Only 17% of 370 top-rated schools kept their ranking after many years of exemption from oversight by education watchdog Ofsted
Hundreds of schools in England have been downgraded by Ofsted after being reinspected for the first time in years.
According to the watchdog, only 17% of 370 “outstanding” schools kept their grade when they had a full reinspection in 2021-22.
Ofsted said it had reviewed more than 500 institutions in the last school year that had previously been exempt from regular inspections, because they had been rated as “outstanding”, the highest grading available.
It meant the primary and secondary schools would not have a full inspection unless specific concerns had been raised.
The average amount of time that the reinspected schools had gone since their last full review by Ofsted officials was more than 13 years, it said.
The watchdog’s chief inspector, Amanda Spielman, said the results indicated that “removing a school from scrutiny does not make it better”.
The former education secretary Michael Gove introduced the freedom from inspections for “outstanding” schools, which was then abolished in 2020. Ofsted is now prioritising inspections in schools that have gone the longest without being reviewed.
The fall in grades comes alongside a new criterion for inspections, introduced in September 2019. It focuses on the curriculum and overall “quality of education”.
Inspections were then halted during the Covid-19 pandemic, which meant that they only properly got back under way at the start of the last school year.
Headteachers have raised concerns at the impact of the changes, which have included exam results not being taken into account.
School leaders have also said that they are being downgraded if pupils cannot answer on-the-spot questions about the dates of battles in history or names of rivers in geography.
Last year Spielman said that the number of schools graded “outstanding” would reduce, and that one in 10 would be “more realistic”, down from one in five in November 2021.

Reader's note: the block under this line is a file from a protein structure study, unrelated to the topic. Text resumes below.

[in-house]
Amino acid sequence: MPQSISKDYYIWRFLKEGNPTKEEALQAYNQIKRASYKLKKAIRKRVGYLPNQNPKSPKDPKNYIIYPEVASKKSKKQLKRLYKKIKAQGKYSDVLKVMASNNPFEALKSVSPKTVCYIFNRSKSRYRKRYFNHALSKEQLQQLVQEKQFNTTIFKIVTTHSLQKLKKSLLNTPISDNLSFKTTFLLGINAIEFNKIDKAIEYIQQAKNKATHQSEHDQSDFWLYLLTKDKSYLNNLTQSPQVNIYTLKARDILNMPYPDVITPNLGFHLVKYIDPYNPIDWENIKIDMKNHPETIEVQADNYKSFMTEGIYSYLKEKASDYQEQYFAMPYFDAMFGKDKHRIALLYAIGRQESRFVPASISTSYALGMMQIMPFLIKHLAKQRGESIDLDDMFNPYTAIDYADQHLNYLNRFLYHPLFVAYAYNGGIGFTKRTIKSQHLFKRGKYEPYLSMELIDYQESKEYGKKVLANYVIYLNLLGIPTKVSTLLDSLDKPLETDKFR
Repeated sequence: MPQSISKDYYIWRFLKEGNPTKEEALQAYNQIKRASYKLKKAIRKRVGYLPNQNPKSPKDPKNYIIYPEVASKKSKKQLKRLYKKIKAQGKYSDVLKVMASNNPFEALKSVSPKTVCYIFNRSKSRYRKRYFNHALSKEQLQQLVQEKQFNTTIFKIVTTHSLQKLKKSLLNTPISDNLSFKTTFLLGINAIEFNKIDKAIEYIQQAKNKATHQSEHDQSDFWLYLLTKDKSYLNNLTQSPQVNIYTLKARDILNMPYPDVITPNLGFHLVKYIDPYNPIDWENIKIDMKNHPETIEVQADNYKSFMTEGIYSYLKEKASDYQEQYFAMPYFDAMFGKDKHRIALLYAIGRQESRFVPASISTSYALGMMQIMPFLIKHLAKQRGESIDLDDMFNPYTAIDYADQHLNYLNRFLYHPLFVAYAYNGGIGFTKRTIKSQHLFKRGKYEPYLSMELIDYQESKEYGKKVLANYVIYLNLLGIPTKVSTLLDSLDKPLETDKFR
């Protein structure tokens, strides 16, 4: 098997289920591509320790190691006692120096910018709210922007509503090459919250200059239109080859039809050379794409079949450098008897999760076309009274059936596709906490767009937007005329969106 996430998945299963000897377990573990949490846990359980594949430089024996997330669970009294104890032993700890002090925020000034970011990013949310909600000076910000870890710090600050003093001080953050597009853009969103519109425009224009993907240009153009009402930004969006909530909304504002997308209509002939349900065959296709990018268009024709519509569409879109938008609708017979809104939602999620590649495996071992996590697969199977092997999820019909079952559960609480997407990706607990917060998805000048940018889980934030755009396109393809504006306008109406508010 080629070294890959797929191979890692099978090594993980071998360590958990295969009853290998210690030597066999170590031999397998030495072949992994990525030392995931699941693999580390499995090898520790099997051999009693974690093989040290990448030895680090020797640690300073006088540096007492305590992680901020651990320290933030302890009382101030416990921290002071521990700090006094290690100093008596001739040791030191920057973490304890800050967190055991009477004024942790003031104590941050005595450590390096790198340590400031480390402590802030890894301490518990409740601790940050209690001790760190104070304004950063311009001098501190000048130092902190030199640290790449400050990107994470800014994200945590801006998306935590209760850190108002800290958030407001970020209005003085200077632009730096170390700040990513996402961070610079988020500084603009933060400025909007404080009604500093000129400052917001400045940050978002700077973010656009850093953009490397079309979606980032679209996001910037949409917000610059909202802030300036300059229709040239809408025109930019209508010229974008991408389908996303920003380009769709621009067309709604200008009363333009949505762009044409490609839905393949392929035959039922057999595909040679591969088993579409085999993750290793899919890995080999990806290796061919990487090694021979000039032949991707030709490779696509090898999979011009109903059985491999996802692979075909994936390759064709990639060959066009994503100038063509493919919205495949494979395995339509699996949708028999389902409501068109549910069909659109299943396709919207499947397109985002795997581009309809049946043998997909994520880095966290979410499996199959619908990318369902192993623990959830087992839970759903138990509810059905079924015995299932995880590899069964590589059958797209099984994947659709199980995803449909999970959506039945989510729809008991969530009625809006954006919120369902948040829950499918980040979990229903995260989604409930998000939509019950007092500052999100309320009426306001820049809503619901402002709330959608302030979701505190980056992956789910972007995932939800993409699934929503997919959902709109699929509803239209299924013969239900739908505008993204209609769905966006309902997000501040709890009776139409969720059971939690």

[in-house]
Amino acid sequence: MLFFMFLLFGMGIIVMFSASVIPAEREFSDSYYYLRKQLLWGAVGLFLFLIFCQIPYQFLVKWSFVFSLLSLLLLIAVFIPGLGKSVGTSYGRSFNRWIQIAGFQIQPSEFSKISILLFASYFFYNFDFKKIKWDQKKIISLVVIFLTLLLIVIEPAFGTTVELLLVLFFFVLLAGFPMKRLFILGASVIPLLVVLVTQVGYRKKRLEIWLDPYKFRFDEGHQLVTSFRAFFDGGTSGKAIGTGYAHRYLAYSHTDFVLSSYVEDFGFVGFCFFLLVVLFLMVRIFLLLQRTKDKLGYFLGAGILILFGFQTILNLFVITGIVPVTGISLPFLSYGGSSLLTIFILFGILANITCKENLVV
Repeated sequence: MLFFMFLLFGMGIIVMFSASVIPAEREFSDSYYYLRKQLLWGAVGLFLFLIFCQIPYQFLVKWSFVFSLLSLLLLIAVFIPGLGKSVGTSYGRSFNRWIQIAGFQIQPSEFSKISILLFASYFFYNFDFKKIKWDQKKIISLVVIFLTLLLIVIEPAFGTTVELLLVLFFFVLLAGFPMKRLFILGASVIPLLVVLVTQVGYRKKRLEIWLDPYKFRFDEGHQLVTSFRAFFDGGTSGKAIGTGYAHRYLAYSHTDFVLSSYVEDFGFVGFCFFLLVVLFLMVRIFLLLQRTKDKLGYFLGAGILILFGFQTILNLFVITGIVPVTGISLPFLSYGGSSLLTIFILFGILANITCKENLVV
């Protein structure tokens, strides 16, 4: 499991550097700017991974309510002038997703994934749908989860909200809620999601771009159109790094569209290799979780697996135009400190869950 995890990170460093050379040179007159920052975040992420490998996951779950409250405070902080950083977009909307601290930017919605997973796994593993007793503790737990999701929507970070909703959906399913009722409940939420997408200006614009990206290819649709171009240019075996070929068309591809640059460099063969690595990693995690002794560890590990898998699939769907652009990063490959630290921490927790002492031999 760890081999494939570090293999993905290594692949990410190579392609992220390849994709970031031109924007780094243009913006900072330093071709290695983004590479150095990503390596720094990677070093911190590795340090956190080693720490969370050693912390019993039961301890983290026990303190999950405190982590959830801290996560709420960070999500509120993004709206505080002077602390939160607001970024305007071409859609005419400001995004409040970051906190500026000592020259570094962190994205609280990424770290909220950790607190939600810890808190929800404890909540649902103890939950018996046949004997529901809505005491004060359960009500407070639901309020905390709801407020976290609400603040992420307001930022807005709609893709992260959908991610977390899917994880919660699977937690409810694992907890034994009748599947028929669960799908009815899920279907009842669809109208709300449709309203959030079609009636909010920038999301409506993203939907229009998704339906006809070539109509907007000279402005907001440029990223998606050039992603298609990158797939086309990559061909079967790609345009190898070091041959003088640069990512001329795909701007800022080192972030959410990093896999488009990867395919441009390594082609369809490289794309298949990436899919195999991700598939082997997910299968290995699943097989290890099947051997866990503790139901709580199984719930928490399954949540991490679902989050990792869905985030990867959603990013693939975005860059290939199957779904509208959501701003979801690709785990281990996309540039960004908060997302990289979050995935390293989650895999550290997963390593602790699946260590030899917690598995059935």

Of the schools that previously held Ofsted’s top ranking, 62% were found to be “good” last year, one grade below, and 21% were judged to “require improvement” or “inadequate”, the lowest two ratings given by Ofsted.
Ofsted’s director of education, Chris Russell, has said some newly downgraded schools may not have actually worsened, but instead that the new inspection framework has made the “outstanding” grade more “challenging and exacting”.
The regulatory body said while the schools that were reinspected might not be representative of all exempt schools, their performance was concerning.
It added that a higher proportion were graded as “requires improvement” or “inadequate” than on average across all schools. It added that this was especially the case for primary schools.
Spielman said: “Regular inspection gives parents confidence in the quality of their child’s school. Exempting outstanding schools deprived parents of up-to-date information. It also left a lot of schools without the constructive challenge that regular inspection provides.
“The exemption was a policy founded on the hope that high standards, once achieved, would never drop, and that freedom from inspection might drive them even higher. These outcomes show that removing a school from scrutiny does not make it better.”